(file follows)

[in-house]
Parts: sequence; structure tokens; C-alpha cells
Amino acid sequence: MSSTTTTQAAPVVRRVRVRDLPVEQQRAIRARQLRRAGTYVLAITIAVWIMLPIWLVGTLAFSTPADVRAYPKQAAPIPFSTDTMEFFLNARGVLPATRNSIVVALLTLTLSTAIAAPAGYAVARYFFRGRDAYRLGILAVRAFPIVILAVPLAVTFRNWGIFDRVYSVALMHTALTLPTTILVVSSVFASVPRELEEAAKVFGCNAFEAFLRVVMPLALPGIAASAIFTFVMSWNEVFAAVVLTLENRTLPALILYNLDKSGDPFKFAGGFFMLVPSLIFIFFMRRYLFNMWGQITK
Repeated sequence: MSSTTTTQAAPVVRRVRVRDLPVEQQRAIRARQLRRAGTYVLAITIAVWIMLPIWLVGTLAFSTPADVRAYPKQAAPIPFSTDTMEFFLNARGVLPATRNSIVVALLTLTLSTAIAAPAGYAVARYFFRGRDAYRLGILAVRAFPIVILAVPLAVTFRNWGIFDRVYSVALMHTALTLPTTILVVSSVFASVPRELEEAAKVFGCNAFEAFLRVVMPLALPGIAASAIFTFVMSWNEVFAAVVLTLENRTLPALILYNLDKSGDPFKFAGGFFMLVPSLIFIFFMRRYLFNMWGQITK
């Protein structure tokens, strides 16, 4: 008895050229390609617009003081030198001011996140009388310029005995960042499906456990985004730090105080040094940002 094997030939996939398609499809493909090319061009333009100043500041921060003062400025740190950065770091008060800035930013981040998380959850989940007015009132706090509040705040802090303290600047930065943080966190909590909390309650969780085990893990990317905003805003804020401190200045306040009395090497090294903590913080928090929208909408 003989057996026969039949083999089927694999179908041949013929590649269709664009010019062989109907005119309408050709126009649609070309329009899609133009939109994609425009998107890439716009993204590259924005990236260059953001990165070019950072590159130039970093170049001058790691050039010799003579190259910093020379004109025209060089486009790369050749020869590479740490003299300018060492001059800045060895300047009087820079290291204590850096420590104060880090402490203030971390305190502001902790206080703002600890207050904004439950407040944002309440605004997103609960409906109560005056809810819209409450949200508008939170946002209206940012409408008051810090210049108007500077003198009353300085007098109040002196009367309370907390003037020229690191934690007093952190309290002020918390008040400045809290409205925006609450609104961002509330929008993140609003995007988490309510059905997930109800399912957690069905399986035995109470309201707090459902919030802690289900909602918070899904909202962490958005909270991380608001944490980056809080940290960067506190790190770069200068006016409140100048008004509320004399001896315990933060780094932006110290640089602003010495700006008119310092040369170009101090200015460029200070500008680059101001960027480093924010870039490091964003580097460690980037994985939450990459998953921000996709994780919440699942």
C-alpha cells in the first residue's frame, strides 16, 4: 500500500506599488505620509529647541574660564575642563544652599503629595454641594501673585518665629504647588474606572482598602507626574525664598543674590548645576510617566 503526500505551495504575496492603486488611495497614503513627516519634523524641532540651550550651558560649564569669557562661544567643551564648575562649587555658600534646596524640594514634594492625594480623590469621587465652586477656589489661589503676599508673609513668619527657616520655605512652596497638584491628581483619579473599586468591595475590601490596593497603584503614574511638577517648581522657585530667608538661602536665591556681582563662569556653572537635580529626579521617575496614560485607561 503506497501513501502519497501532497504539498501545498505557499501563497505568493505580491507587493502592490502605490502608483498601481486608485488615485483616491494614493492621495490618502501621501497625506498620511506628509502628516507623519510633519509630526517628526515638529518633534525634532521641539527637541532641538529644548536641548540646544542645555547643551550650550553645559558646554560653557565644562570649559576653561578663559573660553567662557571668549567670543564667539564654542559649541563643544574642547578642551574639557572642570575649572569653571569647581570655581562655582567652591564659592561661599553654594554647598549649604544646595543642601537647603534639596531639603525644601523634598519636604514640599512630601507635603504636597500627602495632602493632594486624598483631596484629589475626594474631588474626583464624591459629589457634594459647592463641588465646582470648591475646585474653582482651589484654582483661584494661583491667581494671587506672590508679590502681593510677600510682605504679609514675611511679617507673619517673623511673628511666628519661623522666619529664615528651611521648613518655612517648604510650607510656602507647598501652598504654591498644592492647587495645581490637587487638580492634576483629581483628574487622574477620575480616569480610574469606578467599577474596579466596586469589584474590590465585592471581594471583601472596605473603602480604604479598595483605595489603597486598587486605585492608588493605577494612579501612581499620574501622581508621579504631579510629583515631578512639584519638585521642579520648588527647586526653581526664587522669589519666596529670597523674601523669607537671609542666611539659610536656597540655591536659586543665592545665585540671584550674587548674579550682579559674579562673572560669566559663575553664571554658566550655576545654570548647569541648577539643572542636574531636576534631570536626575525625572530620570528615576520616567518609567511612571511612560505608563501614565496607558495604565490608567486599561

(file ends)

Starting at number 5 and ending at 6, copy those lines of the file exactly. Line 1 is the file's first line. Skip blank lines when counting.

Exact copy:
């Protein structure tokens, strides 16, 4: 008895050229390609617009003081030198001011996140009388310029005995960042499906456990985004730090105080040094940002 094997030939996939398609499809493909090319061009333009100043500041921060003062400025740190950065770091008060800035930013981040998380959850989940007015009132706090509040705040802090303290600047930065943080966190909590909390309650969780085990893990990317905003805003804020401190200045306040009395090497090294903590913080928090929208909408 003989057996026969039949083999089927694999179908041949013929590649269709664009010019062989109907005119309408050709126009649609070309329009899609133009939109994609425009998107890439716009993204590259924005990236260059953001990165070019950072590159130039970093170049001058790691050039010799003579190259910093020379004109025209060089486009790369050749020869590479740490003299300018060492001059800045060895300047009087820079290291204590850096420590104060880090402490203030971390305190502001902790206080703002600890207050904004439950407040944002309440605004997103609960409906109560005056809810819209409450949200508008939170946002209206940012409408008051810090210049108007500077003198009353300085007098109040002196009367309370907390003037020229690191934690007093952190309290002020918390008040400045809290409205925006609450609104961002509330929008993140609003995007988490309510059905997930109800399912957690069905399986035995109470309201707090459902919030802690289900909602918070899904909202962490958005909270991380608001944490980056809080940290960067506190790190770069200068006016409140100048008004509320004399001896315990933060780094932006110290640089602003010495700006008119310092040369170009101090200015460029200070500008680059101001960027480093924010870039490091964003580097460690980037994985939450990459998953921000996709994780919440699942």
C-alpha cells in the first residue's frame, strides 16, 4: 500500500506599488505620509529647541574660564575642563544652599503629595454641594501673585518665629504647588474606572482598602507626574525664598543674590548645576510617566 503526500505551495504575496492603486488611495497614503513627516519634523524641532540651550550651558560649564569669557562661544567643551564648575562649587555658600534646596524640594514634594492625594480623590469621587465652586477656589489661589503676599508673609513668619527657616520655605512652596497638584491628581483619579473599586468591595475590601490596593497603584503614574511638577517648581522657585530667608538661602536665591556681582563662569556653572537635580529626579521617575496614560485607561 503506497501513501502519497501532497504539498501545498505557499501563497505568493505580491507587493502592490502605490502608483498601481486608485488615485483616491494614493492621495490618502501621501497625506498620511506628509502628516507623519510633519509630526517628526515638529518633534525634532521641539527637541532641538529644548536641548540646544542645555547643551550650550553645559558646554560653557565644562570649559576653561578663559573660553567662557571668549567670543564667539564654542559649541563643544574642547578642551574639557572642570575649572569653571569647581570655581562655582567652591564659592561661599553654594554647598549649604544646595543642601537647603534639596531639603525644601523634598519636604514640599512630601507635603504636597500627602495632602493632594486624598483631596484629589475626594474631588474626583464624591459629589457634594459647592463641588465646582470648591475646585474653582482651589484654582483661584494661583491667581494671587506672590508679590502681593510677600510682605504679609514675611511679617507673619517673623511673628511666628519661623522666619529664615528651611521648613518655612517648604510650607510656602507647598501652598504654591498644592492647587495645581490637587487638580492634576483629581483628574487622574477620575480616569480610574469606578467599577474596579466596586469589584474590590465585592471581594471583601472596605473603602480604604479598595483605595489603597486598587486605585492608588493605577494612579501612581499620574501622581508621579504631579510629583515631578512639584519638585521642579520648588527647586526653581526664587522669589519666596529670597523674601523669607537671609542666611539659610536656597540655591536659586543665592545665585540671584550674587548674579550682579559674579562673572560669566559663575553664571554658566550655576545654570548647569541648577539643572542636574531636576534631570536626575525625572530620570528615576520616567518609567511612571511612560505608563501614565496607558495604565490608567486599561